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After the end of the Crimean War, in September 1856, attempts were made to perpetuate the memory of combatants. At the initiative of officers and soldiers of the former Crimean Army, a fundraising was started for the improvement of the cemetery of soldiers who fell in Sevastopol on the North side. Already September 14, 1869 was to create the Museum of the Sevastopol Defense. The officers, the participants of the defense, met annually for meetings called Sevastopol lunches. At one of these meetings, it was decided to celebrate the 35th anniversary of the beginning of the defense with the release of a cross-token. In 1890, in memory of the 35th anniversary of the defense of Sevastopol, a badge was established for its survivors.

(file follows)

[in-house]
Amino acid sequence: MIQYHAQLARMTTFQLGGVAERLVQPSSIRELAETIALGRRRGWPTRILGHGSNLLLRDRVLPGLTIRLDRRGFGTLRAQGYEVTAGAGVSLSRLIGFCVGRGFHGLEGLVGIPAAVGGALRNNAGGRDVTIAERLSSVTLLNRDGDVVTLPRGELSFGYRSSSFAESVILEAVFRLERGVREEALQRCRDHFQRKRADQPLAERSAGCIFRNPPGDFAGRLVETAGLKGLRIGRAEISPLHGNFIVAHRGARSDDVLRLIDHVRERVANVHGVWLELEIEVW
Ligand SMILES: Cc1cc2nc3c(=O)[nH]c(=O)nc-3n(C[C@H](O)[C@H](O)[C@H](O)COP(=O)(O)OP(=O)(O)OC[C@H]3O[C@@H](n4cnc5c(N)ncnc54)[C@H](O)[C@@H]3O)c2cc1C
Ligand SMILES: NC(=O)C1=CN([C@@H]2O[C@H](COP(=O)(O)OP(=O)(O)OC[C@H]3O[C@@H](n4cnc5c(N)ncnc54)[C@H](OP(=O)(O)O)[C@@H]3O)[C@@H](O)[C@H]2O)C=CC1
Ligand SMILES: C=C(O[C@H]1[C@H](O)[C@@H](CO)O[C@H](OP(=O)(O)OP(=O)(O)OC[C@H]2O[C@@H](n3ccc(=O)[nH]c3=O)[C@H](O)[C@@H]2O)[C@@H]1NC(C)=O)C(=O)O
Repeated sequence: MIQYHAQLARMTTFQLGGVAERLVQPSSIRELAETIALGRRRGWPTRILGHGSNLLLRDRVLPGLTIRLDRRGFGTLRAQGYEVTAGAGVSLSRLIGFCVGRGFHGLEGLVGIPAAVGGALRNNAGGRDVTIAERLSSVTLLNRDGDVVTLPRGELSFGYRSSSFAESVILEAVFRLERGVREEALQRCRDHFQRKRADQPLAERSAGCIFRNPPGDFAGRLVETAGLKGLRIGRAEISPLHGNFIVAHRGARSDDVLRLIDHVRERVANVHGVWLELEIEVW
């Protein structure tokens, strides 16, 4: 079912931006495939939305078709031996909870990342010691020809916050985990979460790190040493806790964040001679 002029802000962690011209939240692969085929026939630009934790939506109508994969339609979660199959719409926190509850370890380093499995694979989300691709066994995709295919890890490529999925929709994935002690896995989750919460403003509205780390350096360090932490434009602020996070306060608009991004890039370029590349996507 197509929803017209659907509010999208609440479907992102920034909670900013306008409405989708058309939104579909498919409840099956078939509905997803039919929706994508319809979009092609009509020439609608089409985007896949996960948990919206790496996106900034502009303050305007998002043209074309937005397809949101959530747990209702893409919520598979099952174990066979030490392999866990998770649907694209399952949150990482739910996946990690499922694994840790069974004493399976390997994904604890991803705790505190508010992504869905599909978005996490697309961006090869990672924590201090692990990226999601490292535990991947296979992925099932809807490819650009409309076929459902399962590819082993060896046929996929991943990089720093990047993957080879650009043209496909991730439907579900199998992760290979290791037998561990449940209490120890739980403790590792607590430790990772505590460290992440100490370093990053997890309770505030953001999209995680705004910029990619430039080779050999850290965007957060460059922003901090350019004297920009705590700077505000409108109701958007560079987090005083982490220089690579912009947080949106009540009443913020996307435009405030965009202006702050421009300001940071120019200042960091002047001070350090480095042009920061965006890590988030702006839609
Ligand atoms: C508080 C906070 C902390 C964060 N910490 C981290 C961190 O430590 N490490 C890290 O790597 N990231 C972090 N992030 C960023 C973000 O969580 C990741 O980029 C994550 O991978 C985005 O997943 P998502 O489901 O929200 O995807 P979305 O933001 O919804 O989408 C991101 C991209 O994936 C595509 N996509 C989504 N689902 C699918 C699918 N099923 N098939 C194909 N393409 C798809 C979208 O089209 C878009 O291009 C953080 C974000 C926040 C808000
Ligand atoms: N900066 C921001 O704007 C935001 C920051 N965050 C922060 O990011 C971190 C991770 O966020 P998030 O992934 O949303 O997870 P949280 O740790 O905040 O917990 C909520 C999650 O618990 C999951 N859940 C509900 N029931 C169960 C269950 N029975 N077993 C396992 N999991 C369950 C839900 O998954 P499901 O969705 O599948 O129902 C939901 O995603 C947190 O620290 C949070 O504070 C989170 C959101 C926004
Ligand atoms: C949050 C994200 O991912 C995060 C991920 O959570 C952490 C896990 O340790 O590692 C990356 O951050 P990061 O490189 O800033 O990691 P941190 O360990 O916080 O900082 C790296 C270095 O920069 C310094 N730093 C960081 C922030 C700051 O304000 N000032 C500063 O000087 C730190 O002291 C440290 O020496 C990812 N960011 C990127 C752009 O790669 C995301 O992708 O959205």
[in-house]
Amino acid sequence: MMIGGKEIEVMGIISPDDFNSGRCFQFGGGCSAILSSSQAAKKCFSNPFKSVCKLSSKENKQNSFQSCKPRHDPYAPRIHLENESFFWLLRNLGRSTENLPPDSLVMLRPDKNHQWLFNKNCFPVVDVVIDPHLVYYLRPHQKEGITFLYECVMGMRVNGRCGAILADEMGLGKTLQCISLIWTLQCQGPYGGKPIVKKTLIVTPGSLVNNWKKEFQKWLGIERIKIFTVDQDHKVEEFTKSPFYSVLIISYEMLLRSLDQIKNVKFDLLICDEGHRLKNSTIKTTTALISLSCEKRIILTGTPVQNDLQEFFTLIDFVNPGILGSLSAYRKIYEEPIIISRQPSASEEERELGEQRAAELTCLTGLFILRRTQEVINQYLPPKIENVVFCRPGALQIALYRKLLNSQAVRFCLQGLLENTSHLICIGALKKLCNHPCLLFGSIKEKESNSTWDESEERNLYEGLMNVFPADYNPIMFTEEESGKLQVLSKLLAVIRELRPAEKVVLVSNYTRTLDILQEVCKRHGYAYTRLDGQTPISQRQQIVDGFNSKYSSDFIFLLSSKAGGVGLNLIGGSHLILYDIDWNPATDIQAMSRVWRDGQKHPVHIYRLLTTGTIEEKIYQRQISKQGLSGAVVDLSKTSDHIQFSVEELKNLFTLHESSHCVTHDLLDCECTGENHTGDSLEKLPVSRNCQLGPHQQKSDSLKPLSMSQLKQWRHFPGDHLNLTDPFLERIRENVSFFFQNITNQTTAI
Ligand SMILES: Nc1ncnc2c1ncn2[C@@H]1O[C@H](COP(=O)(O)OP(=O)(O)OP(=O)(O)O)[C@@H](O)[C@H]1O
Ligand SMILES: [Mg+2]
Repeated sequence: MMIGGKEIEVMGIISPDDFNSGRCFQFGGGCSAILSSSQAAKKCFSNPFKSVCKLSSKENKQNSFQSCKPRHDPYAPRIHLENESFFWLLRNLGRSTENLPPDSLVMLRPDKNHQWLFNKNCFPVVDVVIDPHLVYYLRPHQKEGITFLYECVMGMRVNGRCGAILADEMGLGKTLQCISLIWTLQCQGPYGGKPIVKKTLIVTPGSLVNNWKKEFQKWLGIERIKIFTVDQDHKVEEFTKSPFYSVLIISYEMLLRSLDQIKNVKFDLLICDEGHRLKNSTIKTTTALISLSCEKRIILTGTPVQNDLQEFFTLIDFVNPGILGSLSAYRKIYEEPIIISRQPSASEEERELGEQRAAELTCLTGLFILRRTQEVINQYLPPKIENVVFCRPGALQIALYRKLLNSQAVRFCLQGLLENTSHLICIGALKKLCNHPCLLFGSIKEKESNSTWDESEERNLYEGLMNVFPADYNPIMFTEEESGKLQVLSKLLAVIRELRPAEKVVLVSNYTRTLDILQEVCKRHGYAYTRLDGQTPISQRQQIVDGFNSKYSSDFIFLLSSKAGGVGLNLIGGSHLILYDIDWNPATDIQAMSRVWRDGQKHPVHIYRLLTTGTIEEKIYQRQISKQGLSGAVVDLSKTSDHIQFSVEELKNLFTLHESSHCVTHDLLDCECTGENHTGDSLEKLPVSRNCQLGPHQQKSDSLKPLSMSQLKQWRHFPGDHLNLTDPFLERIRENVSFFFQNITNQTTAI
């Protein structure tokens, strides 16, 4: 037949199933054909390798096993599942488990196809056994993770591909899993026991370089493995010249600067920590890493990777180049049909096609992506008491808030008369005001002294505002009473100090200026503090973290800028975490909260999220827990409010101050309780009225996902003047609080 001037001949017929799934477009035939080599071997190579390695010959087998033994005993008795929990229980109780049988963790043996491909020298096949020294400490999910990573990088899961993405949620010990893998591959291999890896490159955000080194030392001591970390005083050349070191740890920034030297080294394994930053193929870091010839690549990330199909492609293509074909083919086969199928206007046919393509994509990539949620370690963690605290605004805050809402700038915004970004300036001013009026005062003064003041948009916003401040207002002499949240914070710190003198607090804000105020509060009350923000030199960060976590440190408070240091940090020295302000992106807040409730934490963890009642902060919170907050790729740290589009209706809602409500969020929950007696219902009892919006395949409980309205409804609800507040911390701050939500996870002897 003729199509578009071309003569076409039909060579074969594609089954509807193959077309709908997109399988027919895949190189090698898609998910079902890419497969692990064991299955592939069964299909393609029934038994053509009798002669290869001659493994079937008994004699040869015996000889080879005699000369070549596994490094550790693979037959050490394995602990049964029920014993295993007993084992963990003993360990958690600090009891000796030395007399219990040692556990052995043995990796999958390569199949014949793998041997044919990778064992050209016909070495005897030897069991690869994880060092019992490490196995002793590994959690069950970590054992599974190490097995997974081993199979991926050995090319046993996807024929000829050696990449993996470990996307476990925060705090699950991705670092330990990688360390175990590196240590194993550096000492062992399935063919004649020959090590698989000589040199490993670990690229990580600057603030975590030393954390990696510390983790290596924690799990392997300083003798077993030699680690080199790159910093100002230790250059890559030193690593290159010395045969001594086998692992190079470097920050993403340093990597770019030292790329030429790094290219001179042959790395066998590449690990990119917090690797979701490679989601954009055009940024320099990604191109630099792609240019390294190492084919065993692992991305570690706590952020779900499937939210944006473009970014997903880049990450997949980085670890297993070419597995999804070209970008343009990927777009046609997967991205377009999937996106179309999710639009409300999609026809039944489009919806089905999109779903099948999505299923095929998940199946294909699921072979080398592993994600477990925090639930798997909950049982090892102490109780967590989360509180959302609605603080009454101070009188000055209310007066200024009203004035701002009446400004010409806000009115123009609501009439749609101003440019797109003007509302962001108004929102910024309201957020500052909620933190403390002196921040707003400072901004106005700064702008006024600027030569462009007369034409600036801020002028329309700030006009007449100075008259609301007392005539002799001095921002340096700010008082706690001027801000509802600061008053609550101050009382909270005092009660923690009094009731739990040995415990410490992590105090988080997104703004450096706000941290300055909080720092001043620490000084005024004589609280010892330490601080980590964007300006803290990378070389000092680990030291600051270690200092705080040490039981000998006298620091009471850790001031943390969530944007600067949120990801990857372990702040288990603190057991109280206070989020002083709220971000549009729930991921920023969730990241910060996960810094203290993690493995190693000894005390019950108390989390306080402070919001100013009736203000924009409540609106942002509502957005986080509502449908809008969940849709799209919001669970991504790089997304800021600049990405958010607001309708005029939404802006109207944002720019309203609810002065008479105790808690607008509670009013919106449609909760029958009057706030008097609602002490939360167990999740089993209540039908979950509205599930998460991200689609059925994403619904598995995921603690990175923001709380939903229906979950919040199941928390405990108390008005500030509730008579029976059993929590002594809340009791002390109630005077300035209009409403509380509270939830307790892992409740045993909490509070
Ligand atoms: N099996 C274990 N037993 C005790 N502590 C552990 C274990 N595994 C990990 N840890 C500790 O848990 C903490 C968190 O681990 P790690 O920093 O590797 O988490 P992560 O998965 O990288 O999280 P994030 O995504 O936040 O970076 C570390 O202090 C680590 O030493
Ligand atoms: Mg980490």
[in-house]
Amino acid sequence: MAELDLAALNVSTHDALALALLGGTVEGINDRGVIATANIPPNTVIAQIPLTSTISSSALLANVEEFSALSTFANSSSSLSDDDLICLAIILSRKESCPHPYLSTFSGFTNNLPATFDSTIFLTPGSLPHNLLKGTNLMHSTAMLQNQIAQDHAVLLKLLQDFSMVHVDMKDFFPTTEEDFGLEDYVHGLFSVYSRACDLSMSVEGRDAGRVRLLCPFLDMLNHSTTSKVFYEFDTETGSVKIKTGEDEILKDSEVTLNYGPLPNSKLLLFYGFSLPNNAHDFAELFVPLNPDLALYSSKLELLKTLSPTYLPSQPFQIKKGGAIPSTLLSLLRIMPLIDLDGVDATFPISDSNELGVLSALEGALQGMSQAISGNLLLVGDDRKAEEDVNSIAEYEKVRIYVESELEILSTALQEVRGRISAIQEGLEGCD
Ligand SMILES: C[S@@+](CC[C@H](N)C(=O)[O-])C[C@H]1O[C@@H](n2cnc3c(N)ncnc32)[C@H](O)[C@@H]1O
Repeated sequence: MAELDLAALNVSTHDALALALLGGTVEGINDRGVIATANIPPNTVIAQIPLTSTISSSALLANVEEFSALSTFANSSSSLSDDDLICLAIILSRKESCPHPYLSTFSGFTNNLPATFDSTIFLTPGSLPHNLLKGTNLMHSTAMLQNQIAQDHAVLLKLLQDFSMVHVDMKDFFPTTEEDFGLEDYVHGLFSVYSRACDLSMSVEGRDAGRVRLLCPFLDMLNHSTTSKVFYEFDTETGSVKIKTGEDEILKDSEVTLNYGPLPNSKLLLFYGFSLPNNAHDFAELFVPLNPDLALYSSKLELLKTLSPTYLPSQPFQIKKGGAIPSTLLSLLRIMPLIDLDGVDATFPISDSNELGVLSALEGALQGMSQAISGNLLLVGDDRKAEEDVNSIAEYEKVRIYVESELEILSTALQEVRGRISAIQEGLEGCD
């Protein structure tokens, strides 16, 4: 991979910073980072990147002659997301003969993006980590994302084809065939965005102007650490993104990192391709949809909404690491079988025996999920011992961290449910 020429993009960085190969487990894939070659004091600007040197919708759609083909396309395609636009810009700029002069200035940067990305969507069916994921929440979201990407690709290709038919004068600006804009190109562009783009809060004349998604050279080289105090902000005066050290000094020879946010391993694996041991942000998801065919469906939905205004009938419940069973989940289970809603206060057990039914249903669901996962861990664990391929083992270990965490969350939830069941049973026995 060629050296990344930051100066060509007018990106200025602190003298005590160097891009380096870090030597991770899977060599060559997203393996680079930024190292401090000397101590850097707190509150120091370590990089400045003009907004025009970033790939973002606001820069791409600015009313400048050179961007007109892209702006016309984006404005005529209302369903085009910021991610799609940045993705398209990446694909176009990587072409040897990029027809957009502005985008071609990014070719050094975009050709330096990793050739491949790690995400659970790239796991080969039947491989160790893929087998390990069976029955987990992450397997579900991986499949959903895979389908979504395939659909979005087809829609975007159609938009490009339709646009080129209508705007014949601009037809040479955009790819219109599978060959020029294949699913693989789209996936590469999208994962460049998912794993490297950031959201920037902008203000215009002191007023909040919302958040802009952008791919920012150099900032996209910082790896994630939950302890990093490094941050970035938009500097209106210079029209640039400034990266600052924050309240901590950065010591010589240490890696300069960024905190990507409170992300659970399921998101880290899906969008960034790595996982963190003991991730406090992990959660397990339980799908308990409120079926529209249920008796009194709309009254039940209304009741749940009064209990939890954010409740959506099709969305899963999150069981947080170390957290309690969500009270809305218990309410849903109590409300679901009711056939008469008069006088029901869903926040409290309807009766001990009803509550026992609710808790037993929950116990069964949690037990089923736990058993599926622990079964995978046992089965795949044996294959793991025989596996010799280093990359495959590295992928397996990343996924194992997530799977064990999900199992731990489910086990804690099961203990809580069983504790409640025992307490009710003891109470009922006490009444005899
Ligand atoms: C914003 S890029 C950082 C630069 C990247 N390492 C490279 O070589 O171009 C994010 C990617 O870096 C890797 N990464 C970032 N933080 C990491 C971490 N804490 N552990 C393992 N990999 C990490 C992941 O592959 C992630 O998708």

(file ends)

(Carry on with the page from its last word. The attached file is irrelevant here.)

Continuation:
The “Iron and Blood” crosses was mostly made from fragments of English cast-iron cores found on the battlefields of Sevastopol. Orders for the manufacture of tokens were placed with private jewelers and craftsmen.
It is an equilateral cross of cast iron, in the center of which is a medallion, covered with red enamel, with the number "349" - the number of days of defense of Sevastopol. The medallion covers a golden wreath of oak branches, which are tied at the bottom with a gold ribbon. On the reverse side in the center, the name of the owner of the token was engraved, and in a circle in the Old Slavonic script the inscription: “Rep. PROT. Of Sevastopol ”and the dates of the beginning and end of the defense of the fortress:“ 1854– 1855 ”. This cross is also called the Cross of Blood or the Cross of Iron and Blood. Subsequently, the cross - a token entered as part of the jubilee regimental badges of the Zhytomyr Infantry Regiment, the 5th battery, the 14th art. Brigade, 4th Battery 17th Art. brigade, battleship "Sevastopol" and others.